Sometimes the production saga of a classic Canadian tax shelter production is more interesting than the finished product, but Death Ship has lived on as a brooding cult film whose must-see status was enhanced by a period of unavailability video, especially in home & native land.
In 1975, Britain and Canada established a co-production treaty to re-ignite a local Canadian film industry and save what was left of Britain’s own disintegrating theatrical production base – a move not unlike the multi-party European co-productions which balanced a peculiar quotient of French, German, Italian, and / or Spanish talent. Unique within Canada was the point system that allowed investors to recoup the bulk of their cash as a tax write-off. A key provision was a minimum of 6 ‘CanCon points’ which could be drawn from directors, writers, producers, and stars still in possession of their citizenship papers.
Under the auspices of, and occasionally genuine intent to do something good for the nation’s culture, a significant bulk of films involving ex-pats were produced, and the plus side included the use of emerging local talent, and setting the roots for a production and post-production talent pool that became first-class.
However, the film’s didn’t necessarily have to be good, nor make much sense, nor be made under the most ideal circumstances, and certainly within Canada, they didn’t even need a wide theatrical release, if any. Locally, Death Ship may be best remembered for its brooding trailer, stellar poster campaign, and multiple late night TV airings that fulfilled minimum CanCon broadcast requirements, not to mention being one of the first horror films to enjoy home video distribution; in terms of living up to the hype, however, it falls short in many areas.
Canadian-born Alvin Rakoff was lured from his home base in England by fledgling producer and Astral Bellevue Pathe head Harold Greenberg to direct City on Fire (1979), a disaster film based on a story by exploitation veteran Jack Hill (Switchblade Sisters), and co-written with David P. Lewis, a TV writer whose best work was the rare feature film script Klute (1971).
Hill had written a horror script called Bloodstar which attracted the interest of veteran schlockmeister Sandy Howard (The Neptune Factor, Embryo [M]), and with Greenberg interested in the project, Bloodstar was redeveloped from a mystical ghost ship story to a roving ex-Nazi concentration camp on water, a ‘death ship’ with a purely evil mandate.
Hill’s script was more ambitious and less gory, whereas the revisions and rewriting added an opening sequence where the death ship collides with a cruise ship; a new finale; and new dramatic episodes of the ship trying to kill the cruise ship’s survivors rather than malevolent ghosts taking over the survivors and wreaking primarily psychological havoc.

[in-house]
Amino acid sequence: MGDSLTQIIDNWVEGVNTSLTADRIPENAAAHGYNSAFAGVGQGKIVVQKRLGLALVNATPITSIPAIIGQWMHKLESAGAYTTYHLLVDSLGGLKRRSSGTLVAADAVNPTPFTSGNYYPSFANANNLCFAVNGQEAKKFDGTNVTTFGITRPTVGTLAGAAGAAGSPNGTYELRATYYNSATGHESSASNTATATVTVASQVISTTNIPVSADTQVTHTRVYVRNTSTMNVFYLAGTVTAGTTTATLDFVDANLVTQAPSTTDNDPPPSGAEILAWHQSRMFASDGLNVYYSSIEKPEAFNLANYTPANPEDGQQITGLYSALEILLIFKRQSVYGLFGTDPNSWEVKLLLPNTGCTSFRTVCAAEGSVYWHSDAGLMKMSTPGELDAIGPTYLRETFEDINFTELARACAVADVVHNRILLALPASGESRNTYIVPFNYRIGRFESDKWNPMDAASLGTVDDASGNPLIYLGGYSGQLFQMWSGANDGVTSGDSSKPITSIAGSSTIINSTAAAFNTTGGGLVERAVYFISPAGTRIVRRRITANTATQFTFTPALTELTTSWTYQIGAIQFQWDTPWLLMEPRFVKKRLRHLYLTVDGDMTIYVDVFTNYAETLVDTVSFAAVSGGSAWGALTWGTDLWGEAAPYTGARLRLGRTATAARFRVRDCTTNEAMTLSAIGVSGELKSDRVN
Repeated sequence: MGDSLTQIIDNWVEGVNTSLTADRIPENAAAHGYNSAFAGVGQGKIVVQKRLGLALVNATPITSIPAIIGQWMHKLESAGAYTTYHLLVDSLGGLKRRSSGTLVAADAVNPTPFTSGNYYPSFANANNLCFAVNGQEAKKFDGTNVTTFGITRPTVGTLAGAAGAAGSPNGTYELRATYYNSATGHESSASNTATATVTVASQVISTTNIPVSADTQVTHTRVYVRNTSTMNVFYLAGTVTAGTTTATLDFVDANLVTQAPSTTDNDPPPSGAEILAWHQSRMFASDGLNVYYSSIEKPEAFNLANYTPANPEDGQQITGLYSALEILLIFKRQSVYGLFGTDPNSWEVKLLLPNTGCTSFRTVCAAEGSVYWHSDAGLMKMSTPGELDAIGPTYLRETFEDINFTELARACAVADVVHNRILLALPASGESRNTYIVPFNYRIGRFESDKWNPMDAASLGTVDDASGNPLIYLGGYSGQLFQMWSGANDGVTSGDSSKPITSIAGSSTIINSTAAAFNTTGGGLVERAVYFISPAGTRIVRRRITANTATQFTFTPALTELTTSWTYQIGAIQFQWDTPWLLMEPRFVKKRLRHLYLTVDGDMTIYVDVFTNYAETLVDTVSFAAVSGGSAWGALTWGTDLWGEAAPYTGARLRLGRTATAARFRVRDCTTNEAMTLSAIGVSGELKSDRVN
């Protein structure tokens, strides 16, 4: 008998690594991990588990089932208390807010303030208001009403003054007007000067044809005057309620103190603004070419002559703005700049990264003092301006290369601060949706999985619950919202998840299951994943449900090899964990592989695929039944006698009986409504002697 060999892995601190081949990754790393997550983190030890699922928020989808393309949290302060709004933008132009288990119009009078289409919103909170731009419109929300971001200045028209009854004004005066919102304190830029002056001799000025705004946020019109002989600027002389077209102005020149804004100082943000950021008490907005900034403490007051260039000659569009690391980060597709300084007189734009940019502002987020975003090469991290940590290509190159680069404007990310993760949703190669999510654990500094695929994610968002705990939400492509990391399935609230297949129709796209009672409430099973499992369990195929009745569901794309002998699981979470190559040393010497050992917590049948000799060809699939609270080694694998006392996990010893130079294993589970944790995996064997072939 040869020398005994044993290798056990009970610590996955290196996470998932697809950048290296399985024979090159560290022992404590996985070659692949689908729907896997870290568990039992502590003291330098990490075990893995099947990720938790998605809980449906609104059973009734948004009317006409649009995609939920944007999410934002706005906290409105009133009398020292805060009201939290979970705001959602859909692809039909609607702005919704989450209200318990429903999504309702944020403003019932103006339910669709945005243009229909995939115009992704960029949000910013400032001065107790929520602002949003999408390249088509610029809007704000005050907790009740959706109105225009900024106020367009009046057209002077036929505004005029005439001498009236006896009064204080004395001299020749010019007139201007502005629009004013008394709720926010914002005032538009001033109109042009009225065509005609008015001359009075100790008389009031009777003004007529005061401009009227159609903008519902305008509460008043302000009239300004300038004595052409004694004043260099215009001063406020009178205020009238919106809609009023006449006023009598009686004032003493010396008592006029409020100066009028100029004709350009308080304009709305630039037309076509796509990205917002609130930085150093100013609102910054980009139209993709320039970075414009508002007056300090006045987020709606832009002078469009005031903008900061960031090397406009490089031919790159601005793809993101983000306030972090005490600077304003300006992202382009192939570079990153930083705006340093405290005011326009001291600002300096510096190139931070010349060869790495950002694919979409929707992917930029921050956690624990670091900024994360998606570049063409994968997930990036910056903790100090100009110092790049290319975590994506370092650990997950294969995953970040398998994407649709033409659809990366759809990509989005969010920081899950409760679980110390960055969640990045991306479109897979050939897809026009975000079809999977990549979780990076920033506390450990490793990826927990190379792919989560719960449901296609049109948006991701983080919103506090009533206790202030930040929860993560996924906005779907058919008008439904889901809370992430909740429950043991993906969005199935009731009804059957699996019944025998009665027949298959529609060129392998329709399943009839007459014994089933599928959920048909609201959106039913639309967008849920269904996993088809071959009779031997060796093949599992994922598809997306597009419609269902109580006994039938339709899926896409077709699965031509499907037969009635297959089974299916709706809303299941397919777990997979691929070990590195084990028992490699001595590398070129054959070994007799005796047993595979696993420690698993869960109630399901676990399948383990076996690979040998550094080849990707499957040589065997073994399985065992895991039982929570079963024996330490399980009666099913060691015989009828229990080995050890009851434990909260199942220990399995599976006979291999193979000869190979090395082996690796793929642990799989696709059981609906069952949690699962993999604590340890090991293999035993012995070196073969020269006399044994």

Rakoff was never pleased with the final shooting script, but he took the directing assignment under the verbal agreement that his real name would not appear in the credits, and made the best with what was a low budget film shot in Quebec, the Gulf of Mexico, and Dauphin Island, Alabama.
When the film was released (with Rakoff fully credited instead of an Alan Smithee variant), Death Ship was making money; perhaps it fulfilled a void for horror when the rest of North America was more interested in seeing the disintegration of a marriage in Robert Benton’s Kramer vs. Kramer, hence Death Ship coming in as the second top-grossing film one week – just under Kramer.
While apparently reviled by Canadian critics as another wretched tax shelter film, Death Ship strangely grew into a cult film – and not just north of the 49th parallel. Released around the world on VHS during the format’s rapid acceptance by average households, it was among a batch of shock films which, owing in large part to its arresting cover art, left an impression.
Unsurprisingly, after its run on VHS, Death Ship did the rounds on local TV stations due to CanCon regulations, albeit perhaps shorn of its most notorious material – a ‘blood’ shower where breasts and beaver were plainly visible – and then, as with most tax shelter films, Death Ship vanished because either no one knew who owned the film’s rights, or the rights holder simply felt there was no market beyond the odd cable airing as part of a packaged deal.
It comes as no surprise to Canadian film collectors that Death Ship has appeared on DVD outside of its main country of origin. Canadians having to import their classic and not-so-classic cinematic history isn’t new, but it’s more than common when it comes to the tax shelter shockers because no one up here really gives a damn, and is willing to spend a dime to release their wares on video. Perhaps the lone blessing is that owner TVA came through in licensing the film to two releases which remain distinct.
Right from the main titles, one gets a sense the film was quickly assembled because the title design – a somewhat illegible, quasi-Germanic font over ‘death ship’ footage – looks washed out, and it might be another indication that co-producer Greenberg was a bit too ambitious in thinking his company, Astral Bellevue Pathe – was ready to tackle theatrical quality film opticals. (This isn’t a flippant observation. Greenberg also co-produced Rituals, and in prepping their stellar DVD release, label Code Red discovered the lab had bungled the processing of the final reels, pretty much ruining the intended dark lighting of the climactic scene.)